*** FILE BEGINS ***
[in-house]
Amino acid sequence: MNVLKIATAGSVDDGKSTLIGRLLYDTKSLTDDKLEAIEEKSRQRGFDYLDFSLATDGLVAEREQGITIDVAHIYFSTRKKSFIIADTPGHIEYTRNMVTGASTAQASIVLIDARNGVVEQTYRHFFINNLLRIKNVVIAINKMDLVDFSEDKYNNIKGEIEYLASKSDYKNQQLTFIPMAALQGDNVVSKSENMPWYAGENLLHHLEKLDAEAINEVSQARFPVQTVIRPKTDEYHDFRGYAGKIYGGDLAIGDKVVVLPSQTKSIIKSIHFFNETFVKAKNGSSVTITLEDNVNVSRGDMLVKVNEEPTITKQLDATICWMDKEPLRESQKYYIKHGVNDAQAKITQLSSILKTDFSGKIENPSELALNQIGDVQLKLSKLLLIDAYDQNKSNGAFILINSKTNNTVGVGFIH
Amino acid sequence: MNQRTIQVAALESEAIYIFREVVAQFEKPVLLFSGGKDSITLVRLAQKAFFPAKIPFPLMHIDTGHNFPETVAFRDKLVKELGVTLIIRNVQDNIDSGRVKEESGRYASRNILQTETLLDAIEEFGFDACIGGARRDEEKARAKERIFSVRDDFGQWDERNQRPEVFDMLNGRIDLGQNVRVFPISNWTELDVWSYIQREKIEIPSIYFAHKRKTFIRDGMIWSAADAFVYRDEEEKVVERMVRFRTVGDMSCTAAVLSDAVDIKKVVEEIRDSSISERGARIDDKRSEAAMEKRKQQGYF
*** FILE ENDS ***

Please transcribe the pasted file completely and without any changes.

[in-house]
Amino acid sequence: MNVLKIATAGSVDDGKSTLIGRLLYDTKSLTDDKLEAIEEKSRQRGFDYLDFSLATDGLVAEREQGITIDVAHIYFSTRKKSFIIADTPGHIEYTRNMVTGASTAQASIVLIDARNGVVEQTYRHFFINNLLRIKNVVIAINKMDLVDFSEDKYNNIKGEIEYLASKSDYKNQQLTFIPMAALQGDNVVSKSENMPWYAGENLLHHLEKLDAEAINEVSQARFPVQTVIRPKTDEYHDFRGYAGKIYGGDLAIGDKVVVLPSQTKSIIKSIHFFNETFVKAKNGSSVTITLEDNVNVSRGDMLVKVNEEPTITKQLDATICWMDKEPLRESQKYYIKHGVNDAQAKITQLSSILKTDFSGKIENPSELALNQIGDVQLKLSKLLLIDAYDQNKSNGAFILINSKTNNTVGVGFIH
Amino acid sequence: MNQRTIQVAALESEAIYIFREVVAQFEKPVLLFSGGKDSITLVRLAQKAFFPAKIPFPLMHIDTGHNFPETVAFRDKLVKELGVTLIIRNVQDNIDSGRVKEESGRYASRNILQTETLLDAIEEFGFDACIGGARRDEEKARAKERIFSVRDDFGQWDERNQRPEVFDMLNGRIDLGQNVRVFPISNWTELDVWSYIQREKIEIPSIYFAHKRKTFIRDGMIWSAADAFVYRDEEEKVVERMVRFRTVGDMSCTAAVLSDAVDIKKVVEEIRDSSISERGARIDDKRSEAAMEKRKQQGYF